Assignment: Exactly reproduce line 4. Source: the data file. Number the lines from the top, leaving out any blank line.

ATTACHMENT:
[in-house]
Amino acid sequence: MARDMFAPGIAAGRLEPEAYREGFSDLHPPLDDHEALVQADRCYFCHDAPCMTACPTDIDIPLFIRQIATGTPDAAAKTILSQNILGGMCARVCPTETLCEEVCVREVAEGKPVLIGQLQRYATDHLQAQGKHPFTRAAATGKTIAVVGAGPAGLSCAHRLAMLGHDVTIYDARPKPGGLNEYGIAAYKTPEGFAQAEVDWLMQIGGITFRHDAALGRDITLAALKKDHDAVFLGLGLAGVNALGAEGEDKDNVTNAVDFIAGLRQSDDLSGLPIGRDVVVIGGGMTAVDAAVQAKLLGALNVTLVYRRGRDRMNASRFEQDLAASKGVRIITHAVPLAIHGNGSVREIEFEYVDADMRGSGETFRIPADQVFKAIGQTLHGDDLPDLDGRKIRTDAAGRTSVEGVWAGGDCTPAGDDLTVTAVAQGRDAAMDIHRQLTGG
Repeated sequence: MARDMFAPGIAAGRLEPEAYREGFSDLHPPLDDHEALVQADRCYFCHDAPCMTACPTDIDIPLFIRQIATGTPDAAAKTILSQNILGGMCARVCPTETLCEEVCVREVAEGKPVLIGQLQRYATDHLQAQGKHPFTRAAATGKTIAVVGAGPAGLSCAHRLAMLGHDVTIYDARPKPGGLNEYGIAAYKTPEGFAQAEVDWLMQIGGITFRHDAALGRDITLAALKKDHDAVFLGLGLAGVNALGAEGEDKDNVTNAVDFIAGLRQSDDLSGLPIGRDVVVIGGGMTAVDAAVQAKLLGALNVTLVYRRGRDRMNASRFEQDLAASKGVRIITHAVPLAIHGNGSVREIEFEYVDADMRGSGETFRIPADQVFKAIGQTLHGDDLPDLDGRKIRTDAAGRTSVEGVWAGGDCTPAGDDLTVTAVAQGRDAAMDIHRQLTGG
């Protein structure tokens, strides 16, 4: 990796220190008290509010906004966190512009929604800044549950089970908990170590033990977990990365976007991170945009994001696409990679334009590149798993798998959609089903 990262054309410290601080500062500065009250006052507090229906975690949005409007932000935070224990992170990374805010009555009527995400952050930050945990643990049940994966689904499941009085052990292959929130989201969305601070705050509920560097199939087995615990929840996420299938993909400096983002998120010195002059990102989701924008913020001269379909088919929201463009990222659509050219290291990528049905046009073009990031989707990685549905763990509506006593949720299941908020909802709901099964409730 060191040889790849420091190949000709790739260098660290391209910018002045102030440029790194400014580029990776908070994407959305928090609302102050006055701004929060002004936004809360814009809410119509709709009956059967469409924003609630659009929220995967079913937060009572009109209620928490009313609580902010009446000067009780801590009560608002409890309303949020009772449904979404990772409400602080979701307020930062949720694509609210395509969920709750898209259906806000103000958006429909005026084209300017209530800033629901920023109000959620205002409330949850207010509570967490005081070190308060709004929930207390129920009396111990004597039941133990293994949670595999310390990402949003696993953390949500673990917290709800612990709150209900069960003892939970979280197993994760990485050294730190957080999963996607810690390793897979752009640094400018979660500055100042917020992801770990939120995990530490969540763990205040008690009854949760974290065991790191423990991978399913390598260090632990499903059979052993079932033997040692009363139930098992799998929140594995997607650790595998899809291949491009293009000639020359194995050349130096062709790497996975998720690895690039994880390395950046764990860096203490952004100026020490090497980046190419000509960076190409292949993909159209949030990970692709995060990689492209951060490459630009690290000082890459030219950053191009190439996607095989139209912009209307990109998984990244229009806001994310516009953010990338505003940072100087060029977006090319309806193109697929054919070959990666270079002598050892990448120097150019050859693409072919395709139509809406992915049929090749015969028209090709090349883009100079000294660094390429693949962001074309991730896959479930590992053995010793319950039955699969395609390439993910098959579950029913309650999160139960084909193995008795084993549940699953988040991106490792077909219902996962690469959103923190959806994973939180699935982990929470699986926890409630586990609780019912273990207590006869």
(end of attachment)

């Protein structure tokens, strides 16, 4: 990796220190008290509010906004966190512009929604800044549950089970908990170590033990977990990365976007991170945009994001696409990679334009590149798993798998959609089903 990262054309410290601080500062500065009250006052507090229906975690949005409007932000935070224990992170990374805010009555009527995400952050930050945990643990049940994966689904499941009085052990292959929130989201969305601070705050509920560097199939087995615990929840996420299938993909400096983002998120010195002059990102989701924008913020001269379909088919929201463009990222659509050219290291990528049905046009073009990031989707990685549905763990509506006593949720299941908020909802709901099964409730 060191040889790849420091190949000709790739260098660290391209910018002045102030440029790194400014580029990776908070994407959305928090609302102050006055701004929060002004936004809360814009809410119509709709009956059967469409924003609630659009929220995967079913937060009572009109209620928490009313609580902010009446000067009780801590009560608002409890309303949020009772449904979404990772409400602080979701307020930062949720694509609210395509969920709750898209259906806000103000958006429909005026084209300017209530800033629901920023109000959620205002409330949850207010509570967490005081070190308060709004929930207390129920009396111990004597039941133990293994949670595999310390990402949003696993953390949500673990917290709800612990709150209900069960003892939970979280197993994760990485050294730190957080999963996607810690390793897979752009640094400018979660500055100042917020992801770990939120995990530490969540763990205040008690009854949760974290065991790191423990991978399913390598260090632990499903059979052993079932033997040692009363139930098992799998929140594995997607650790595998899809291949491009293009000639020359194995050349130096062709790497996975998720690895690039994880390395950046764990860096203490952004100026020490090497980046190419000509960076190409292949993909159209949030990970692709995060990689492209951060490459630009690290000082890459030219950053191009190439996607095989139209912009209307990109998984990244229009806001994310516009953010990338505003940072100087060029977006090319309806193109697929054919070959990666270079002598050892990448120097150019050859693409072919395709139509809406992915049929090749015969028209090709090349883009100079000294660094390429693949962001074309991730896959479930590992053995010793319950039955699969395609390439993910098959579950029913309650999160139960084909193995008795084993549940699953988040991106490792077909219902996962690469959103923190959806994973939180699935982990929470699986926890409630586990609780019912273990207590006869």